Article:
Selected articles July 2016
On the importance of the oligomeric state of MBL
Oligomerization of Mannan-binding Lectin Dictates Binding Properties and Complement Activation
T. R. Kjaer, L. Jensen, A. Hansen, R. Dani, J. C. Jensenius, J. Dobó, P. Gál and S. Thiel
In this publication, Danish researchers shed light on the importance of the oligomeric state of a lectin pathway pattern recognition molecule, MBL.
Troels R. Kjaer is the first author of the paper.
– I had recently finished my PhD and was working as a research assistant at time of preparation of this paper, he says.
Troels R. Kjaer was involved in all aspects of the work, e.g. designing, planning, and executing experiments, and in addition he had the main responsibility of writing the manuscript.
– When assessing complement activation and pathogen recognition, which are the classical features to explore for pattern recognition molecules, it is clear that higher oligomeric forms of MBL perform better. I believe that our main finding is the demonstration of this.
The group´s finding underscores that within the immune system it is too simplistic only to consider the one-to-one interaction between, e.g. two proteins. Instead it is important to consider the importance of multivalency that occurs in several situations.
– This publication is the outcome of fantastic cooperation between all parties involved. To be part of the pulsing research environment created by my co-authors has been a fun and rewarding experience. Obviously, the moment we observed results that correlated with our hypothesis was an exciting moment where things suddenly started to make sense.
MBL is just one of many pattern recognition molecules in the lectin pathway.
– It would be nice to see how oligomerization affects the others. Maybe the conclusions we draw here for MBL are transferable to these molecules, Troels R. Kjaer concludes.
On MBL in Hepatitis C virus infection
MBL2 Genetic Variants in HCV Infection Susceptibility, Spontaneous Viral Clearance and Pegylated Interferon Plus Ribavirin Treatment Response (pages 61–69)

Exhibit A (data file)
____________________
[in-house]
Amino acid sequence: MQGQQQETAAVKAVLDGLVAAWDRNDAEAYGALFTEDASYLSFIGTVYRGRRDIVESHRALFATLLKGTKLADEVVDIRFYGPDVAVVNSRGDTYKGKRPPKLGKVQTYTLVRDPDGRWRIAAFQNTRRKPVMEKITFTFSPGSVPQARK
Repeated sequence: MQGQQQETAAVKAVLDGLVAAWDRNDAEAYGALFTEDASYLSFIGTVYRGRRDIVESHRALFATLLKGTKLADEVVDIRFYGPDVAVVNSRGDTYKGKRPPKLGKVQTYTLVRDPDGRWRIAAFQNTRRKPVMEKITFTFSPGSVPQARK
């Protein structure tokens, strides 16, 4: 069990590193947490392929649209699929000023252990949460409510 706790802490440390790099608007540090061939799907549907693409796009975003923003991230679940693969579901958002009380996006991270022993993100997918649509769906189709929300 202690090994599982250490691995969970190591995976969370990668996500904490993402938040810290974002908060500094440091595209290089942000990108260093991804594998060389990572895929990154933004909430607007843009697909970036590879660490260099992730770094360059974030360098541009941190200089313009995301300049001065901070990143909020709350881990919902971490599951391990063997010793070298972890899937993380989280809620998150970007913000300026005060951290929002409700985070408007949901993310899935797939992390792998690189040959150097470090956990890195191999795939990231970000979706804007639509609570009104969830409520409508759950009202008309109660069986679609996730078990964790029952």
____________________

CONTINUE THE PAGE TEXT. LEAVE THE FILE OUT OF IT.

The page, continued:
L. Zupin, V. Polesello, G. Alberi, G. Moratelli, S. L. Crocè, F. Masutti, G. Pozzato, S. Crovella and L. Segat
In this work, 203 Italian Hepatitis C patients and 61 healthy controls were enrolled and genotyped for the five MBL2 polymorphisms to investigate their role in Hepatitis C virus (HCV) infection susceptibility, spontaneous viral clearance and treatment response.
Hepatitis C is a common hepatic disease caused by infection with the hepatitis C virus, affecting globally around 130–150 million persons. An important component of the innate immune system, the mannose-binding protein C (MBL) potentially possesses a functional activity against HCV.
So, with the aim to investigate a possible role of MBL2 genetic variants in the context of HCV infection susceptibility, spontaneous viral clearance and response to certain therapies, an association study was performed for analysing MBL2 polymorphisms in a group of HCV patients and healthy controls from north-east Italy.
Additionally, a meta-analysis was performed to unravel the possible role of MBL2 genetic variants in HCV infection.
Although the MBL innate immunity molecule has been reported as possessing antiviral activity against HCV, in this study the researchers did not find association between functional MBL2 polymorphisms and susceptibility to be infected by HCV.
The genetic factors that influence the natural course of HCV infection and the response to treatment are not yet fully understood. In this work, MBL2 gene polymorphisms were analysed as a potential factor involved in HCV infection susceptibility and therapy outcome. MBL2 polymorphisms seemed to interfere marginally with interferon therapy response.